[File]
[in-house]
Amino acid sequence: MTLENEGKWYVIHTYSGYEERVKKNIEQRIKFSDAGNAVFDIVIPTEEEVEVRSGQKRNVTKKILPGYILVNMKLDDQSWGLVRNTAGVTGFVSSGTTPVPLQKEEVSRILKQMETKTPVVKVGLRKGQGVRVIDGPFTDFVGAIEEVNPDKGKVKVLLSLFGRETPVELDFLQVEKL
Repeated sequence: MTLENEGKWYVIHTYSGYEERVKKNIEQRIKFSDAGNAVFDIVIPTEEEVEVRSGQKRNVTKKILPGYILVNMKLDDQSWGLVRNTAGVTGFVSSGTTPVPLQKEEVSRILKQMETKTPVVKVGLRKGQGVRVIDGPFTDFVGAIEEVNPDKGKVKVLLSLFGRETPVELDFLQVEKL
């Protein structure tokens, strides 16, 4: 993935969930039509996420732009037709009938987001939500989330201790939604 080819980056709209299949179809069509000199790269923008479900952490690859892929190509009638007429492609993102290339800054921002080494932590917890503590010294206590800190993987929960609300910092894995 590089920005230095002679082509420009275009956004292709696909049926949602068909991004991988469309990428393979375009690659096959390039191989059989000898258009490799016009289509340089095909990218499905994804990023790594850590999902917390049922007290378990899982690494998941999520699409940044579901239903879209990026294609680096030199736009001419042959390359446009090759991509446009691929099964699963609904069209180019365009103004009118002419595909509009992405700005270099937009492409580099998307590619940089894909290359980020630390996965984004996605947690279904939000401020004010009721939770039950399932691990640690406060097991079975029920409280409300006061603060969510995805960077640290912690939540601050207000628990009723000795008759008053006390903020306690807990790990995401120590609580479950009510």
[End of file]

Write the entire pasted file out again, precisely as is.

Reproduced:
[in-house]
Amino acid sequence: MTLENEGKWYVIHTYSGYEERVKKNIEQRIKFSDAGNAVFDIVIPTEEEVEVRSGQKRNVTKKILPGYILVNMKLDDQSWGLVRNTAGVTGFVSSGTTPVPLQKEEVSRILKQMETKTPVVKVGLRKGQGVRVIDGPFTDFVGAIEEVNPDKGKVKVLLSLFGRETPVELDFLQVEKL
Repeated sequence: MTLENEGKWYVIHTYSGYEERVKKNIEQRIKFSDAGNAVFDIVIPTEEEVEVRSGQKRNVTKKILPGYILVNMKLDDQSWGLVRNTAGVTGFVSSGTTPVPLQKEEVSRILKQMETKTPVVKVGLRKGQGVRVIDGPFTDFVGAIEEVNPDKGKVKVLLSLFGRETPVELDFLQVEKL
């Protein structure tokens, strides 16, 4: 993935969930039509996420732009037709009938987001939500989330201790939604 080819980056709209299949179809069509000199790269923008479900952490690859892929190509009638007429492609993102290339800054921002080494932590917890503590010294206590800190993987929960609300910092894995 590089920005230095002679082509420009275009956004292709696909049926949602068909991004991988469309990428393979375009690659096959390039191989059989000898258009490799016009289509340089095909990218499905994804990023790594850590999902917390049922007290378990899982690494998941999520699409940044579901239903879209990026294609680096030199736009001419042959390359446009090759991509446009691929099964699963609904069209180019365009103004009118002419595909509009992405700005270099937009492409580099998307590619940089894909290359980020630390996965984004996605947690279904939000401020004010009721939770039950399932691990640690406060097991079975029920409280409300006061603060969510995805960077640290912690939540601050207000628990009723000795008759008053006390903020306690807990790990995401120590609580479950009510």